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The Harbour City shopping centre in Tsim Sha Tsui is quiet under Hong Kong’s tightened social-distancing rules on February 16, 2022. Photo: SCMP / Nora Tam

Hong Kong property owner Wharf Reic reports HK$1.47 billion loss for Covid-ravaged first half of year

  • Revenue declined 17 per cent compared with the first half of 2021, but the company reported a 3 per cent increase in underlying net profit
  • The owner of Harbour City and Times Square issued a cautious outlook amid increasing interest rates and geopolitical tensions

Wharf Real Estate Investment Company (Wharf Reic), which owns Hong Kong’s Harbour City and Times Square shopping centres, reported a net loss for the first half of the year – its first interim loss in 18 months – as it signalled a cautious market outlook amid interest rate hikes and geopolitical tensions.

The company reported a net loss of HK$1.47 billion (US$187 million) for the six months ended June 30, compared to a profit of HK$2.97 billion in the first half of 2021, according to an exchange filing on Thursday. Revenue came in at HK$6.21 billion, down 17 per cent from the year-earlier period.

The company’s net investment properties revaluation deficit surged 18-fold to HK$5.04 billion, compared to HK$278 million in 2021’s first half. Net asset value dropped to less than HK$200 billion, the lowest since the company’s IPO in 2017, the filing said.

However, Wharf Reic’s underlying net profit for the first six months increased by 3 per cent to HK$3.37 billion, compared with HK$3.27 billion in the same period a year ago. An interim dividend of HK$0.70 per share will be paid, up 4.5 per cent from HK$0.67 in the previous year.

A nearly empty Times Square shopping centre, pictured on February 27, 2022. Wharf Reic said the mall’s revenue declined by 15 per cent in the first half of the year. Photo: SCMP/ Dickson Lee

The results were “better than market expectations”, according to CGS-CIMB Securities.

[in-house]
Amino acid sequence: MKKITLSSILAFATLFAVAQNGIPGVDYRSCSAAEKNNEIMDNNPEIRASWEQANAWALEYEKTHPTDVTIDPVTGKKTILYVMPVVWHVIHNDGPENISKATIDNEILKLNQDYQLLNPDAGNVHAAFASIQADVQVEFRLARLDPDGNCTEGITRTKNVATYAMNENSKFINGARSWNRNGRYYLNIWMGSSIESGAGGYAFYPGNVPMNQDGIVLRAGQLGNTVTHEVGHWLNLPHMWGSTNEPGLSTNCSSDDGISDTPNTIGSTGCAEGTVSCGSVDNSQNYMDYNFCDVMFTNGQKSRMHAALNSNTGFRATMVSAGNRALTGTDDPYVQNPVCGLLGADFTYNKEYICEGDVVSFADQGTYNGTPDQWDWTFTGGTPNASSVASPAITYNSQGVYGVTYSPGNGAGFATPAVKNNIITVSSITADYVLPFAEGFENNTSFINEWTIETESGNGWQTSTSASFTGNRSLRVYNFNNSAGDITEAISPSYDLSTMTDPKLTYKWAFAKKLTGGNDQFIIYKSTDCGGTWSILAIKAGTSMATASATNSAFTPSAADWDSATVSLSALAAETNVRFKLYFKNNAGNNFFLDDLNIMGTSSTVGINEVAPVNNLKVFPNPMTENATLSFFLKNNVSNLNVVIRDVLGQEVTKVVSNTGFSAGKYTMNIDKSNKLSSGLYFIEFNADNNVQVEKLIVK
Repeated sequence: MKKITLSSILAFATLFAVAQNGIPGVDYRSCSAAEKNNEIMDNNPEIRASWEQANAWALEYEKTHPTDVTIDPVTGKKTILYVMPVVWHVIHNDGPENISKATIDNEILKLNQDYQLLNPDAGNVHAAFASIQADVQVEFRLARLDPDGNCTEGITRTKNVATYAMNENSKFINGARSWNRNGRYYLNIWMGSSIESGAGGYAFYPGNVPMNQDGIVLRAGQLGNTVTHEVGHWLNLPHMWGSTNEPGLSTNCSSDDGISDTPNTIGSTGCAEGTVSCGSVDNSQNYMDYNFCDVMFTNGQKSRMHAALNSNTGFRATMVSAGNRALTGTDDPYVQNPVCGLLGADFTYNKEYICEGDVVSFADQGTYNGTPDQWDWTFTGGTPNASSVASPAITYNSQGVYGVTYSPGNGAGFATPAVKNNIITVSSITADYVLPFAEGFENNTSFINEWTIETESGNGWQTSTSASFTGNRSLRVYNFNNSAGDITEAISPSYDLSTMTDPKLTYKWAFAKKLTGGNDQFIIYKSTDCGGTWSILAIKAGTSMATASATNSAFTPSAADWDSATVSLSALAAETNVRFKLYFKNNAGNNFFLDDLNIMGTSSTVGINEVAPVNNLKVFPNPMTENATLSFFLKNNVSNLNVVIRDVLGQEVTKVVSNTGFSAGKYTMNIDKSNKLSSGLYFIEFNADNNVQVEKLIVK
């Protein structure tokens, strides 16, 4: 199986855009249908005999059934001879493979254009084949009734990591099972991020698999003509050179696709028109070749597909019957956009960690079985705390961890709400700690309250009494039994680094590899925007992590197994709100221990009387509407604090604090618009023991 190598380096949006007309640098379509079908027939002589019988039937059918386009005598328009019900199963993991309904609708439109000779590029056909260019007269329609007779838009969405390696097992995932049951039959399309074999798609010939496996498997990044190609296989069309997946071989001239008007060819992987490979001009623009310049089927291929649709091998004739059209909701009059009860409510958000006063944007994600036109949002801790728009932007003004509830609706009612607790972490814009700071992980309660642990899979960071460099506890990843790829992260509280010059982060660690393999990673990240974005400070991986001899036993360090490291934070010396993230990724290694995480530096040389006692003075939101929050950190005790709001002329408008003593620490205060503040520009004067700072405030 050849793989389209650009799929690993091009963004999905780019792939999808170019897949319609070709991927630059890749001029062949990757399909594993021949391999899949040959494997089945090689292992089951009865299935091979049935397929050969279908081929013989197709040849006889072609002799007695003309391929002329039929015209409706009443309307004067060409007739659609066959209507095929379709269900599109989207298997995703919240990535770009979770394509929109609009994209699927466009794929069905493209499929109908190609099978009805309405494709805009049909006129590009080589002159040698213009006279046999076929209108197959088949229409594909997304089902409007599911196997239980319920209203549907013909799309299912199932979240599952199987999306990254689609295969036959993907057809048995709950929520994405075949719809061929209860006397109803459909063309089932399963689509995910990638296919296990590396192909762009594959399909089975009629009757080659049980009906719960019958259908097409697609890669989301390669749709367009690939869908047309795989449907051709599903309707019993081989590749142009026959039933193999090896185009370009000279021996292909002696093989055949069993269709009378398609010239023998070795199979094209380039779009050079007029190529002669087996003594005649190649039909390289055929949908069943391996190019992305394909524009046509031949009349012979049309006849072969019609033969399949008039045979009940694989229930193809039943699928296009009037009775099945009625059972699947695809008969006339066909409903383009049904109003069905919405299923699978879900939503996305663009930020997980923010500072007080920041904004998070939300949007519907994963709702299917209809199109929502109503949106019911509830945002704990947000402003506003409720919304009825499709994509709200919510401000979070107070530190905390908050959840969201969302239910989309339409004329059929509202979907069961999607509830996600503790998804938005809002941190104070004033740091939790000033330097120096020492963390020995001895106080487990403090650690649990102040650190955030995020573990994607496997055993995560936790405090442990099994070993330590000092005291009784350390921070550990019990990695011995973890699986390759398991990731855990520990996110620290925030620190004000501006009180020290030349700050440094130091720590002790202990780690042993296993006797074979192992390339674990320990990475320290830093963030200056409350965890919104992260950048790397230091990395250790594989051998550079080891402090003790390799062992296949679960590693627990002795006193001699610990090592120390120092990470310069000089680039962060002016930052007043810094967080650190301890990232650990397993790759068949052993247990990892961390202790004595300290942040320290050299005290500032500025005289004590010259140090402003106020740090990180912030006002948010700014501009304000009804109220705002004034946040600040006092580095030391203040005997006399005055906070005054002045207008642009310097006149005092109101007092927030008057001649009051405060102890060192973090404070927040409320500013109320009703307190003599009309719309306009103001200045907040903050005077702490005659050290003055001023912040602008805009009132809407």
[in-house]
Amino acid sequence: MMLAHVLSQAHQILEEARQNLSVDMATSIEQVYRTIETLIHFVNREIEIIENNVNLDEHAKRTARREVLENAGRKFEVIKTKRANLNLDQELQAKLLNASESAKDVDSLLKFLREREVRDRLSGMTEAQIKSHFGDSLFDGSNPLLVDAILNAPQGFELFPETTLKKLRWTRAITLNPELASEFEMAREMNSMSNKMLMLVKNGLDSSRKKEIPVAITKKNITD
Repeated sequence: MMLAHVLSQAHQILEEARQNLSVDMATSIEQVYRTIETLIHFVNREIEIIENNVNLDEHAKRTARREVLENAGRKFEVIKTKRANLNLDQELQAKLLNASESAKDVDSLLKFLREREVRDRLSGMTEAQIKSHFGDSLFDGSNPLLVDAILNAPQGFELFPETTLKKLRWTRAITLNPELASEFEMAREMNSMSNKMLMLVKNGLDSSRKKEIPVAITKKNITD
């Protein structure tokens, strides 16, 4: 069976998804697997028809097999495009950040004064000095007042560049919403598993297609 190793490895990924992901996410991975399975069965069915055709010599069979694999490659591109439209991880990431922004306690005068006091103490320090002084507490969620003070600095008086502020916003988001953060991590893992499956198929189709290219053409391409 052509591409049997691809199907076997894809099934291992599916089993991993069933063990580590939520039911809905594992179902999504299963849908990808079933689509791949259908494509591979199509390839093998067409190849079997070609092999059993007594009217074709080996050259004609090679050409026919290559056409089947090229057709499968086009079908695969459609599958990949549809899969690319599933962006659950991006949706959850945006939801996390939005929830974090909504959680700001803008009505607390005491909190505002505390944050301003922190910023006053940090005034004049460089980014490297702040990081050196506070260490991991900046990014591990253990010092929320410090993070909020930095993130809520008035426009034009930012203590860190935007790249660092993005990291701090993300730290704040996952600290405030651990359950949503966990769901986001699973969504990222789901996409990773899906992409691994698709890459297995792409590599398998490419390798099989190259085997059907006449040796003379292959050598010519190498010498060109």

The company’s underlying profitability is due more to cost management than to revenue recovery, said Stephen Ng, the company’s chairman and managing director, at a briefing on Thursday.

“This is the message we want investors to receive – that is, it does not mean the market has finished falling,” Ng said. “The market may not have finished falling. We dare not say it.”

Even though the summer holiday had begun and people had come out to spend with crowds everywhere, spending power remained limited without tourists, he said.

Ng called on the Hong Kong government to implement Chinese President Xi Jinping’s official reaffirmation – made on July 1 this year on the 25th anniversary of the city’s handover to China – to expand open, convenient and expedient international connectivity, failing which a national mandate to uphold Hong Kong’s leading role as an international financial, shipping and trade centre would be seriously affected.

However, even if the border reopens, a recovery in tourist arrivals will take time, Ng said, adding that a potential recovery also depended on borders reopening in mainland China and other places.

Ng also said the company did not have hopes of office rents recovering quickly because of supply and demand conditions.

“Looking ahead, economic uncertainties arising from quantitative tightening, rate hikes and inflation risks, as well as geopolitical tensions, may darken the outlook for global growth,” the company said in its filing, which had the theme “Covid End Game Unknown”.

The results came as provisional figures released by the Census and Statistics Department on Tuesday showed June retail sales totalled HK$27.7 billion, down slightly from the HK$29.1 billion recorded in May.


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The fifth Covid-19 wave shrouded much of the first half of 2022, before the easing of social distancing measures and the distribution of government consumption vouchers in the second quarter, Wharf Reic’s filing said.

Overall revenue at Times Square declined by 15 per cent and operating profit by 3 per cent.

The extended pandemic has deepened competition in the retail market, with the continued absence of tourists and social distancing measures largely disrupting local consumption, the filing said.

However, prompt investment in sales-driven marketing campaigns after the fifth wave rewarded the malls with a rapid revival in foot traffic and spending sentiment, the company added.